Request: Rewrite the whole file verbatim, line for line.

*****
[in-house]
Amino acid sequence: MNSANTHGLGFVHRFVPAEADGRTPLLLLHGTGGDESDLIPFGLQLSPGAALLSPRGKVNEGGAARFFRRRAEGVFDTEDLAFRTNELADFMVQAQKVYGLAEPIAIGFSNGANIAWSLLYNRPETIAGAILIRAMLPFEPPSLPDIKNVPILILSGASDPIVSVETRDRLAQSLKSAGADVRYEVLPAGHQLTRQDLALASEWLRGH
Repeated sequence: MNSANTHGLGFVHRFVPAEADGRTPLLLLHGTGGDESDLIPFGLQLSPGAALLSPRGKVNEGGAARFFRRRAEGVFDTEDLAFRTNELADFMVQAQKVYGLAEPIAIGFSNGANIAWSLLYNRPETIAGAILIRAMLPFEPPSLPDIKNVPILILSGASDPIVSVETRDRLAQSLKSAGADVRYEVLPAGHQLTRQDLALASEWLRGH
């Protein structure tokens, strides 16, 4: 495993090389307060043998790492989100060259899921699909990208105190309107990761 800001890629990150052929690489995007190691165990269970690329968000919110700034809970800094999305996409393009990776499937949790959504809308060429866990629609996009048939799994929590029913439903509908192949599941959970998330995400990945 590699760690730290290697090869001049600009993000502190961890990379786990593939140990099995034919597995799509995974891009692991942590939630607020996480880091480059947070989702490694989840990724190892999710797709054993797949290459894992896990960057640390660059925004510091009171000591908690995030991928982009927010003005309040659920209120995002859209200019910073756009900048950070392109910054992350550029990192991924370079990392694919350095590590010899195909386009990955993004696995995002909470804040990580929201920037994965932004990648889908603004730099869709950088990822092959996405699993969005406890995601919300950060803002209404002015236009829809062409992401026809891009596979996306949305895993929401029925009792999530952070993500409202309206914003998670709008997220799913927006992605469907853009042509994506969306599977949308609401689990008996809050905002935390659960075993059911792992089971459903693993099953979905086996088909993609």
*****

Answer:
[in-house]
Amino acid sequence: MNSANTHGLGFVHRFVPAEADGRTPLLLLHGTGGDESDLIPFGLQLSPGAALLSPRGKVNEGGAARFFRRRAEGVFDTEDLAFRTNELADFMVQAQKVYGLAEPIAIGFSNGANIAWSLLYNRPETIAGAILIRAMLPFEPPSLPDIKNVPILILSGASDPIVSVETRDRLAQSLKSAGADVRYEVLPAGHQLTRQDLALASEWLRGH
Repeated sequence: MNSANTHGLGFVHRFVPAEADGRTPLLLLHGTGGDESDLIPFGLQLSPGAALLSPRGKVNEGGAARFFRRRAEGVFDTEDLAFRTNELADFMVQAQKVYGLAEPIAIGFSNGANIAWSLLYNRPETIAGAILIRAMLPFEPPSLPDIKNVPILILSGASDPIVSVETRDRLAQSLKSAGADVRYEVLPAGHQLTRQDLALASEWLRGH
């Protein structure tokens, strides 16, 4: 495993090389307060043998790492989100060259899921699909990208105190309107990761 800001890629990150052929690489995007190691165990269970690329968000919110700034809970800094999305996409393009990776499937949790959504809308060429866990629609996009048939799994929590029913439903509908192949599941959970998330995400990945 590699760690730290290697090869001049600009993000502190961890990379786990593939140990099995034919597995799509995974891009692991942590939630607020996480880091480059947070989702490694989840990724190892999710797709054993797949290459894992896990960057640390660059925004510091009171000591908690995030991928982009927010003005309040659920209120995002859209200019910073756009900048950070392109910054992350550029990192991924370079990392694919350095590590010899195909386009990955993004696995995002909470804040990580929201920037994965932004990648889908603004730099869709950088990822092959996405699993969005406890995601919300950060803002209404002015236009829809062409992401026809891009596979996306949305895993929401029925009792999530952070993500409202309206914003998670709008997220799913927006992605469907853009042509994506969306599977949308609401689990008996809050905002935390659960075993059911792992089971459903693993099953979905086996088909993609």